Life works by cause and effect: something happens and there is an end result. No matter how small or insignificant the event, it will send out ripples that continue to move outward. That’s just the way it is.
Even in human interaction, there is cause and effect. If you treat someone badly, the odds are very good that they aren’t going to think too highly of you. If you treat someone with respect, the odds are good that you’re going to get respect in return.
I’m always thinking about the reasons that the numbers of homeless in our nation are on the rise. And, I’m always wondering about what it would take for us to significantly reduce the numbers of homeless.
I believe that one way to accomplish that is to find a way of reintegrating the homeless back into the mainstream of society. I’m certain that it can be done but both sides have to want it – and that’s where cause and effect come in.
One basic truth is that if you give a person an incentive, they most like as not will be willing to find a way of striving for the "reward."
In the case of the homeless, we must somehow figure out how to create incentives that would cause them to move up and out of homelessness.
In the case of the non-homeless, we must find a way to show that it’s in the best interest of society to reduce the numbers of homeless.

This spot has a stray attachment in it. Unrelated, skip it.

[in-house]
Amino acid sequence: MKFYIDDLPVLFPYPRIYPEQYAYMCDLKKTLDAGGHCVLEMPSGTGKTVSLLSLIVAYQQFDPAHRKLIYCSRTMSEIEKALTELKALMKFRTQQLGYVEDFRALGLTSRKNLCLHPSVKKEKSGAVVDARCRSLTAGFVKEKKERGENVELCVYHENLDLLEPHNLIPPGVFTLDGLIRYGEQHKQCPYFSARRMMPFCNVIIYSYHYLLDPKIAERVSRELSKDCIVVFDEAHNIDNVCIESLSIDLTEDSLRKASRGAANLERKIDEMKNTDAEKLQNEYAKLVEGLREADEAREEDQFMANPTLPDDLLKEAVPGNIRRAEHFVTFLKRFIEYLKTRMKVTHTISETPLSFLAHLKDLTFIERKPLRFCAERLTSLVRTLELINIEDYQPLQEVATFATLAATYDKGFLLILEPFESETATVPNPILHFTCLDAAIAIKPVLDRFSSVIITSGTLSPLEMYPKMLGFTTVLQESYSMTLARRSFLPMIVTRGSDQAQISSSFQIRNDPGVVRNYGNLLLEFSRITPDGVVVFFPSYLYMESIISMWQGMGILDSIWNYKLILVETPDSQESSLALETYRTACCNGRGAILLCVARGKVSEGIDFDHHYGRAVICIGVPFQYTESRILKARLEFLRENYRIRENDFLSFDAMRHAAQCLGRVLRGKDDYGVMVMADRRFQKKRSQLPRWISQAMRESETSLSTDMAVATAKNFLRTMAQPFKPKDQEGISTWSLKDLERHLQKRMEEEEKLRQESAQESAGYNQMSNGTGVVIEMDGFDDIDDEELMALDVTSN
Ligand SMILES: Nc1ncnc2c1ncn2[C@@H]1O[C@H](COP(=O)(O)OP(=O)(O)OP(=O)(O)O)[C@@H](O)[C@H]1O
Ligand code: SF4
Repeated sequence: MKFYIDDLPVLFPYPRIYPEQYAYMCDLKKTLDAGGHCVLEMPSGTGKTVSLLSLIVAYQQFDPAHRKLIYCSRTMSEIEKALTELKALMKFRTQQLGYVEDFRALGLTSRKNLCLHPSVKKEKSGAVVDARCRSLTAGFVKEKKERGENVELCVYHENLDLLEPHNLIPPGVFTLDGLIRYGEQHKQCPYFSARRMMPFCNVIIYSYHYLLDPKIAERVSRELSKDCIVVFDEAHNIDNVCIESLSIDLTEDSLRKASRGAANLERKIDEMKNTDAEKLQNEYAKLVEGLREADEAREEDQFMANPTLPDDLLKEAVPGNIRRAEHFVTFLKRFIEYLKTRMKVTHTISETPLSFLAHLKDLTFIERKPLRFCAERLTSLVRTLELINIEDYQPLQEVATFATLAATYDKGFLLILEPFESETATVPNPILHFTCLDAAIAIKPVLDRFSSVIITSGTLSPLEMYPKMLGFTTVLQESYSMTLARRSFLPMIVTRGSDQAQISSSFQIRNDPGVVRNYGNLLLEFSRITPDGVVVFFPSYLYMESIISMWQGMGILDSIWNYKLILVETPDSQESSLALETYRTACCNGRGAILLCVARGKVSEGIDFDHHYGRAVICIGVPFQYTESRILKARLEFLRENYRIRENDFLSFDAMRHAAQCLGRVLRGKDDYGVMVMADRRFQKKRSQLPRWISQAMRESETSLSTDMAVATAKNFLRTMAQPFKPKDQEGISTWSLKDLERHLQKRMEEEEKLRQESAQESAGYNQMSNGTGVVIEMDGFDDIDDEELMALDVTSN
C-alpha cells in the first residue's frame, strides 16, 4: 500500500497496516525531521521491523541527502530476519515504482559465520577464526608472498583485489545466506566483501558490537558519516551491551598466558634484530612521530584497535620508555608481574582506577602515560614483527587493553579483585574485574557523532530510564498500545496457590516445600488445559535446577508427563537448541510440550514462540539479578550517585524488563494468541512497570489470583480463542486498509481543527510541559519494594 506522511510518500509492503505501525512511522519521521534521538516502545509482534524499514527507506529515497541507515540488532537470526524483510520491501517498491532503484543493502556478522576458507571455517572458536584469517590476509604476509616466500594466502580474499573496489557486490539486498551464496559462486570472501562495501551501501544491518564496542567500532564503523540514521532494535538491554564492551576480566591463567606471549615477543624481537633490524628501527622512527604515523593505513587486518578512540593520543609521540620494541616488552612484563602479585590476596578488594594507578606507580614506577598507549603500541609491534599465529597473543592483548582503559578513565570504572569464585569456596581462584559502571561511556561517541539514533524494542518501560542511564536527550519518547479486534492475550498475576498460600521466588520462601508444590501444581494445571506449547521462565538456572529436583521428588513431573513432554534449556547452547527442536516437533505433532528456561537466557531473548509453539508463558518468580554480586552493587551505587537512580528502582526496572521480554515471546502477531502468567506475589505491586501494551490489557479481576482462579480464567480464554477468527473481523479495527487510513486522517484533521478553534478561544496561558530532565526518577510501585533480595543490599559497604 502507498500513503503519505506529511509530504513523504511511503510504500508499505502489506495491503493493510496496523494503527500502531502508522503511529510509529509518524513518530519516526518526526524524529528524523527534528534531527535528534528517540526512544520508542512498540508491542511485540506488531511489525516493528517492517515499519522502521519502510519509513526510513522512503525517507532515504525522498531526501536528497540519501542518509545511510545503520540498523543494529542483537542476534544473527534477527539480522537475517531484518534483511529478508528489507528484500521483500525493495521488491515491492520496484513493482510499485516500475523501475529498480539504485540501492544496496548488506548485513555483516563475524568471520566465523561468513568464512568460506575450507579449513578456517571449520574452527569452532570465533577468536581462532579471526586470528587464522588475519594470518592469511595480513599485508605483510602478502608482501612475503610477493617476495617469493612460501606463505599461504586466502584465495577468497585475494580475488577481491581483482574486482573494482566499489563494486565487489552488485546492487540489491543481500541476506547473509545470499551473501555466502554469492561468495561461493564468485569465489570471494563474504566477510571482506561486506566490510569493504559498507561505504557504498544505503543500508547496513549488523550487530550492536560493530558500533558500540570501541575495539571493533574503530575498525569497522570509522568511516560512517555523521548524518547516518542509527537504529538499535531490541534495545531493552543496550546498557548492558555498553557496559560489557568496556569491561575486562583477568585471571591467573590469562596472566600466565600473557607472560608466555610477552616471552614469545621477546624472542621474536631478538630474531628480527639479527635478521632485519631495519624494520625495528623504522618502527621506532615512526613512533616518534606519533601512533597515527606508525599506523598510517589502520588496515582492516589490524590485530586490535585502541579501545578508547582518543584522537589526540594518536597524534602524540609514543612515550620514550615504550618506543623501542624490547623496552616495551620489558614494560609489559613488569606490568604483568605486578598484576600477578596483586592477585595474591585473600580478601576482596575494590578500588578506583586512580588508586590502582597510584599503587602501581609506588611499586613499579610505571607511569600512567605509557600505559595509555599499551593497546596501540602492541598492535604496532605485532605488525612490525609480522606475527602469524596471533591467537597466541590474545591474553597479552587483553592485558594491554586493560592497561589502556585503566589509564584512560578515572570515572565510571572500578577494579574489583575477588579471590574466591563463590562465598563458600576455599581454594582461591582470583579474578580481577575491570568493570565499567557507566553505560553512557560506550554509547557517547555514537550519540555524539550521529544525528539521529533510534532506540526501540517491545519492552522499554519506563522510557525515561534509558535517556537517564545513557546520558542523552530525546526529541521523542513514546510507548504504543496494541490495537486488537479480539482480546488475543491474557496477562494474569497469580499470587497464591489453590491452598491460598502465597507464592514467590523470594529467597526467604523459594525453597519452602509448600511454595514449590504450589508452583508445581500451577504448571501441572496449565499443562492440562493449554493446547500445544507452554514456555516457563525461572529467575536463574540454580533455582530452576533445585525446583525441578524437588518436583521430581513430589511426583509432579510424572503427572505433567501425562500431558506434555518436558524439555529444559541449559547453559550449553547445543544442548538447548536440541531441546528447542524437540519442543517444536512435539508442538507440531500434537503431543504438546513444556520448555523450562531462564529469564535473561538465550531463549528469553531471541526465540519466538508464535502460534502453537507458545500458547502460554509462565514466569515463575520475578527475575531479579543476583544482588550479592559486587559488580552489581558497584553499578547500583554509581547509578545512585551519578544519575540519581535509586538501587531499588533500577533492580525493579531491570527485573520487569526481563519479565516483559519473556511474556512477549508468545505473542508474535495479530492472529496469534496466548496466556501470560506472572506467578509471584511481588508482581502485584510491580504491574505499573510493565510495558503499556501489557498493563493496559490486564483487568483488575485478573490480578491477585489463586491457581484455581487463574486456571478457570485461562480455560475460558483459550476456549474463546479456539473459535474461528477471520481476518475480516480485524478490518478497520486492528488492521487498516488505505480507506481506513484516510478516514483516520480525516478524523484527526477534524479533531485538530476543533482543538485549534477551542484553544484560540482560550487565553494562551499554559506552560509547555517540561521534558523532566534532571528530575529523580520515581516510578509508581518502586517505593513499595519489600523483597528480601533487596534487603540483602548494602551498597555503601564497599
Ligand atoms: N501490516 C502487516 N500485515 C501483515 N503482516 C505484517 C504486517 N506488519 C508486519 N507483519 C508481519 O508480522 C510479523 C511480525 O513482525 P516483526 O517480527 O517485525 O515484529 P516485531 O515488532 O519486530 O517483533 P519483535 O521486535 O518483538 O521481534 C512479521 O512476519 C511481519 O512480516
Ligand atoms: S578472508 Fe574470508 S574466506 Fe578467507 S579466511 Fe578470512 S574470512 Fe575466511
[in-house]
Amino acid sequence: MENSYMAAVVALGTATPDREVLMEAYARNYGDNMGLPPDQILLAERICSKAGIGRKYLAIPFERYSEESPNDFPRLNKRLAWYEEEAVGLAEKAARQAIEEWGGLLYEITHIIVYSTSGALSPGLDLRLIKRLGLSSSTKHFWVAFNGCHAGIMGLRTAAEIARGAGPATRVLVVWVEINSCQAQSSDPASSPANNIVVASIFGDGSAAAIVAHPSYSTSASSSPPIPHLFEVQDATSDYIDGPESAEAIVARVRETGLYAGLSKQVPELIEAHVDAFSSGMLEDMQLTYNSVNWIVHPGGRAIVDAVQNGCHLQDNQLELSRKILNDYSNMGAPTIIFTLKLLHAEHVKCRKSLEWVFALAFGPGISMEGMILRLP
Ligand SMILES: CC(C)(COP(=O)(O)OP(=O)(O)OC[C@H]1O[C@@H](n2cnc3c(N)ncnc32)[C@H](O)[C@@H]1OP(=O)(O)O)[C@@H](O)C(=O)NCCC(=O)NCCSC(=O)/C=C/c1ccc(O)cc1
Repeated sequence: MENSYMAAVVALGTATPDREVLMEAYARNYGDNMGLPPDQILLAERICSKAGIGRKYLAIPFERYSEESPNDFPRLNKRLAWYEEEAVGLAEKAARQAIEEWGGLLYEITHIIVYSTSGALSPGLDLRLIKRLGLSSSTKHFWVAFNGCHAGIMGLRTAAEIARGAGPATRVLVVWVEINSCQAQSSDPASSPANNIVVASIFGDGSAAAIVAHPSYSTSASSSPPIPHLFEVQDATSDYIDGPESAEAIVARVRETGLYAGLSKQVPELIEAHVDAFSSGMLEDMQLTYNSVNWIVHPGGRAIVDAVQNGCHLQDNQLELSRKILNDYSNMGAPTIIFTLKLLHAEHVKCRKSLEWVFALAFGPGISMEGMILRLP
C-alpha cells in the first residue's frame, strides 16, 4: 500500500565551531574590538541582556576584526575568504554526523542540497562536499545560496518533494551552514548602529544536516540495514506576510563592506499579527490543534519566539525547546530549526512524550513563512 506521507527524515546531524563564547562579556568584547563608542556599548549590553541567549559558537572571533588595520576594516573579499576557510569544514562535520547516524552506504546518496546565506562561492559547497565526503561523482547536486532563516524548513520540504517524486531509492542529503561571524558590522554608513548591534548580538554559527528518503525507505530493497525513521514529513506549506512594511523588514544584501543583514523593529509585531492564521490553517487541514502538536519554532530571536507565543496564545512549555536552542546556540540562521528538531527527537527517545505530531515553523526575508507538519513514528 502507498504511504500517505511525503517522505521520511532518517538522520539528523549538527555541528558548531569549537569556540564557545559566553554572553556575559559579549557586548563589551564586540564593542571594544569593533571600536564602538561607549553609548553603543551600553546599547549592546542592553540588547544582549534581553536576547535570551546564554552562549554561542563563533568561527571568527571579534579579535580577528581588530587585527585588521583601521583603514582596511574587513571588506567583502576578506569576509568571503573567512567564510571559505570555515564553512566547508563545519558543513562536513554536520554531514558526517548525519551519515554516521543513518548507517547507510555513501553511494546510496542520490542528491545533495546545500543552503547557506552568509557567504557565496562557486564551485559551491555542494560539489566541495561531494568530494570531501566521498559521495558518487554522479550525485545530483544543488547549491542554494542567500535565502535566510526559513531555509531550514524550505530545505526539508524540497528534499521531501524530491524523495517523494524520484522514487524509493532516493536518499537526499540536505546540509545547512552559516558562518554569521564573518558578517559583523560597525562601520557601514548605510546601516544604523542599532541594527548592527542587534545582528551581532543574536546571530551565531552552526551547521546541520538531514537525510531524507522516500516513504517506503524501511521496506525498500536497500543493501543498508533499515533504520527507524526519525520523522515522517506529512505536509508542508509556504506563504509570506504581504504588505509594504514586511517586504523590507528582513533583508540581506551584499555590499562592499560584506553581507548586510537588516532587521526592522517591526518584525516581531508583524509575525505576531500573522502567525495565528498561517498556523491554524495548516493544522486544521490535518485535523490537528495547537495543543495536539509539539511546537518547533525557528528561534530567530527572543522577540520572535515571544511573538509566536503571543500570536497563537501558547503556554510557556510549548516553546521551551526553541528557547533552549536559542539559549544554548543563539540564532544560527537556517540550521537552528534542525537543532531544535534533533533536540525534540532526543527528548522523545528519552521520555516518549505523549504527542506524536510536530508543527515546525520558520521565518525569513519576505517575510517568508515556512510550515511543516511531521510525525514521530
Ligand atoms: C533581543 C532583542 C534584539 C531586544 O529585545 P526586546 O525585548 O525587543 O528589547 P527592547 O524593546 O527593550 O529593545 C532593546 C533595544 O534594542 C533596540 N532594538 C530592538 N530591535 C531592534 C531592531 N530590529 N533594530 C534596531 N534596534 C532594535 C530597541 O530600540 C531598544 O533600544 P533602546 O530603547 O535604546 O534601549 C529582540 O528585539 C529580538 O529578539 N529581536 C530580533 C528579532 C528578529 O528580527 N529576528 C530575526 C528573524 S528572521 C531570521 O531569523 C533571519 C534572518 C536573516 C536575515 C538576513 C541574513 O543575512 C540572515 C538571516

The biggest barrier to that making that work is that both sides want the other to be the ones to take the first step. Mainstream society want the homeless to "prove" that they truly want to be non-homeless, and the homeless are waiting for mainstream society to reach out the helping hand. The end result is that nothing is being accomplished and the number of persons who are becoming homeless is growing each year.
Somehow, someway, both sides are going to have to meet half way. The homeless are going to have to be willing to do whatever it takes to raise their standard of living. The non-homeless are going to have to be willing to afford the homeless genuine opportunities to raise their standard of living. The net result will be that we finally start to live up to one another expectations – and best of all, we’ll find out that we aren’t all that much different in our basic needs and wants. Who knows, that might lead to mutual respect.
That’s the incentive: to recognize the humanity in all of us – homeless and non-homeless. We’re all just trying to do the best we can with what we have.
I believe that if once we could start to work together – homeless and non-homeless – toward finding a solution that is amicable to both sides, and once we began to see the results, we’d probably slap ourselves on the forehead and ask ourselves: "Why didn’t we do this a long time ago?"